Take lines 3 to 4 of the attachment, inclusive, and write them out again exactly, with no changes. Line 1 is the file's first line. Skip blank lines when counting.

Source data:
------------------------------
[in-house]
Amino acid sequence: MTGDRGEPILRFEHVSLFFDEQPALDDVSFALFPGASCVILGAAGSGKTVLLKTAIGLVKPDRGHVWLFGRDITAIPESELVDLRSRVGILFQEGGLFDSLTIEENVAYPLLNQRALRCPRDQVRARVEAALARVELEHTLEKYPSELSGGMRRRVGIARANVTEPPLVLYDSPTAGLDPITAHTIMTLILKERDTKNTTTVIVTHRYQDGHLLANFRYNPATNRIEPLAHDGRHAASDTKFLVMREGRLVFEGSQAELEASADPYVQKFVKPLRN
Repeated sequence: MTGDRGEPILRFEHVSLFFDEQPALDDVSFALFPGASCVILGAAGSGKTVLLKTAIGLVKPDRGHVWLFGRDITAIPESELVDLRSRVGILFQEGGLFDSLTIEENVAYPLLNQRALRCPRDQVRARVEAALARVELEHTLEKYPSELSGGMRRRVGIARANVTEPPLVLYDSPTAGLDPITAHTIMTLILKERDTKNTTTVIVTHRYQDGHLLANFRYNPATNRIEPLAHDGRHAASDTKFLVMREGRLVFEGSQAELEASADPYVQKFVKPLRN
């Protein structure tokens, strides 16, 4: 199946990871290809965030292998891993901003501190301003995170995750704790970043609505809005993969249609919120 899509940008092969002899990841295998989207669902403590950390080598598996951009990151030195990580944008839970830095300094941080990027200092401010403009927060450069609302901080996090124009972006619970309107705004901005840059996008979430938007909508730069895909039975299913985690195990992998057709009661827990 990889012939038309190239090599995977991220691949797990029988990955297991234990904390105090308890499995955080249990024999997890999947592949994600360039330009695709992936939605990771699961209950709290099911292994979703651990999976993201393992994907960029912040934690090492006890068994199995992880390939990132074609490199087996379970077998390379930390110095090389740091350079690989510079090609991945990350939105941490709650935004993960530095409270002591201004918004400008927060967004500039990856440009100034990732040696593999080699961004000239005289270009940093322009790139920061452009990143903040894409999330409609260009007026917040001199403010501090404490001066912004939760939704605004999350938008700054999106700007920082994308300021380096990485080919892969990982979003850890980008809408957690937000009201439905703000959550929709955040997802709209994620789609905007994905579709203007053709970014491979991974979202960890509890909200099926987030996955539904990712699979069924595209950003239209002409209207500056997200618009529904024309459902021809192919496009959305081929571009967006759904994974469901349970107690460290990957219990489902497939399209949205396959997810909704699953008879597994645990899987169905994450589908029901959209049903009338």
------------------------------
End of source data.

Repeated sequence: MTGDRGEPILRFEHVSLFFDEQPALDDVSFALFPGASCVILGAAGSGKTVLLKTAIGLVKPDRGHVWLFGRDITAIPESELVDLRSRVGILFQEGGLFDSLTIEENVAYPLLNQRALRCPRDQVRARVEAALARVELEHTLEKYPSELSGGMRRRVGIARANVTEPPLVLYDSPTAGLDPITAHTIMTLILKERDTKNTTTVIVTHRYQDGHLLANFRYNPATNRIEPLAHDGRHAASDTKFLVMREGRLVFEGSQAELEASADPYVQKFVKPLRN
């Protein structure tokens, strides 16, 4: 199946990871290809965030292998891993901003501190301003995170995750704790970043609505809005993969249609919120 899509940008092969002899990841295998989207669902403590950390080598598996951009990151030195990580944008839970830095300094941080990027200092401010403009927060450069609302901080996090124009972006619970309107705004901005840059996008979430938007909508730069895909039975299913985690195990992998057709009661827990 990889012939038309190239090599995977991220691949797990029988990955297991234990904390105090308890499995955080249990024999997890999947592949994600360039330009695709992936939605990771699961209950709290099911292994979703651990999976993201393992994907960029912040934690090492006890068994199995992880390939990132074609490199087996379970077998390379930390110095090389740091350079690989510079090609991945990350939105941490709650935004993960530095409270002591201004918004400008927060967004500039990856440009100034990732040696593999080699961004000239005289270009940093322009790139920061452009990143903040894409999330409609260009007026917040001199403010501090404490001066912004939760939704605004999350938008700054999106700007920082994308300021380096990485080919892969990982979003850890980008809408957690937000009201439905703000959550929709955040997802709209994620789609905007994905579709203007053709970014491979991974979202960890509890909200099926987030996955539904990712699979069924595209950003239209002409209207500056997200618009529904024309459902021809192919496009959305081929571009967006759904994974469901349970107690460290990957219990489902497939399209949205396959997810909704699953008879597994645990899987169905994450589908029901959209049903009338």